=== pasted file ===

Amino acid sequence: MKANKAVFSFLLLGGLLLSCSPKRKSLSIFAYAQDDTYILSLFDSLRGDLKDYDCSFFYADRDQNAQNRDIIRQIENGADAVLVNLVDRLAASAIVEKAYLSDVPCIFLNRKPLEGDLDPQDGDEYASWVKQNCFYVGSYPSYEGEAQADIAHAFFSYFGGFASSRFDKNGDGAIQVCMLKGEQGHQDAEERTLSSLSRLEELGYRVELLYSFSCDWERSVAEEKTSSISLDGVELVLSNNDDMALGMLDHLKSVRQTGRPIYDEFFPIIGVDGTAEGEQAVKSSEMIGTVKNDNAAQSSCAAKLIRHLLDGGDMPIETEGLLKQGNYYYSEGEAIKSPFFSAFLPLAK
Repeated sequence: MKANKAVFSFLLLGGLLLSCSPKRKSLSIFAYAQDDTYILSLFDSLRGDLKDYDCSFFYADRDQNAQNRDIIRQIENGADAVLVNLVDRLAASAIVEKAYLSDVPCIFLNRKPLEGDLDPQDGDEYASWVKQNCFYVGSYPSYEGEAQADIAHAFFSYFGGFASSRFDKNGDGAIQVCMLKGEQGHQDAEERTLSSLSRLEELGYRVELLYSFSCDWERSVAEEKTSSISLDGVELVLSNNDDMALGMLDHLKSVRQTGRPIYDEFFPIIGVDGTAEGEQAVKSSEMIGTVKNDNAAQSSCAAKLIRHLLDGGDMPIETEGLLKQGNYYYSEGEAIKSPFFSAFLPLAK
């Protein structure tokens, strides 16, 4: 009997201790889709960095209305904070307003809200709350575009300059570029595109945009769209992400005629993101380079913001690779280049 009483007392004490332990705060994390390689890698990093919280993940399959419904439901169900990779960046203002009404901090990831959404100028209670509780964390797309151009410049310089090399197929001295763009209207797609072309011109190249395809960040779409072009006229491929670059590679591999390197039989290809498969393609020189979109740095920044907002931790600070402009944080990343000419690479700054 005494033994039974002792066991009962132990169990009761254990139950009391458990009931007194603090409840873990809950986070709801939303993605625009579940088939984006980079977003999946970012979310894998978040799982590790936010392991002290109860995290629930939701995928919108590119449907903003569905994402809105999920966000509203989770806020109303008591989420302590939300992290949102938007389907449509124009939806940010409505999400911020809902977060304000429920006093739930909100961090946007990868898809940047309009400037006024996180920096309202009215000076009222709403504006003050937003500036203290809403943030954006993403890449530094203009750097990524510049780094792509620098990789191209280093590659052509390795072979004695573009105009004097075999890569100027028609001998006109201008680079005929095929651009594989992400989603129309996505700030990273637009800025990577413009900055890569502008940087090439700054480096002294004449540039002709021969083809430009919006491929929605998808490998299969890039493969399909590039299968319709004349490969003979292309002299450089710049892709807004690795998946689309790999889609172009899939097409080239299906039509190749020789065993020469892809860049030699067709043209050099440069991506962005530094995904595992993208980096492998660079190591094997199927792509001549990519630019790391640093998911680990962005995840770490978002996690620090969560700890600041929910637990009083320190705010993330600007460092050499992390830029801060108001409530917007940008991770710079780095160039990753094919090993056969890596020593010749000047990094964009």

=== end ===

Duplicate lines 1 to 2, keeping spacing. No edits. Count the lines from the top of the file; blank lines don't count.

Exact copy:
Amino acid sequence: MKANKAVFSFLLLGGLLLSCSPKRKSLSIFAYAQDDTYILSLFDSLRGDLKDYDCSFFYADRDQNAQNRDIIRQIENGADAVLVNLVDRLAASAIVEKAYLSDVPCIFLNRKPLEGDLDPQDGDEYASWVKQNCFYVGSYPSYEGEAQADIAHAFFSYFGGFASSRFDKNGDGAIQVCMLKGEQGHQDAEERTLSSLSRLEELGYRVELLYSFSCDWERSVAEEKTSSISLDGVELVLSNNDDMALGMLDHLKSVRQTGRPIYDEFFPIIGVDGTAEGEQAVKSSEMIGTVKNDNAAQSSCAAKLIRHLLDGGDMPIETEGLLKQGNYYYSEGEAIKSPFFSAFLPLAK
Repeated sequence: MKANKAVFSFLLLGGLLLSCSPKRKSLSIFAYAQDDTYILSLFDSLRGDLKDYDCSFFYADRDQNAQNRDIIRQIENGADAVLVNLVDRLAASAIVEKAYLSDVPCIFLNRKPLEGDLDPQDGDEYASWVKQNCFYVGSYPSYEGEAQADIAHAFFSYFGGFASSRFDKNGDGAIQVCMLKGEQGHQDAEERTLSSLSRLEELGYRVELLYSFSCDWERSVAEEKTSSISLDGVELVLSNNDDMALGMLDHLKSVRQTGRPIYDEFFPIIGVDGTAEGEQAVKSSEMIGTVKNDNAAQSSCAAKLIRHLLDGGDMPIETEGLLKQGNYYYSEGEAIKSPFFSAFLPLAK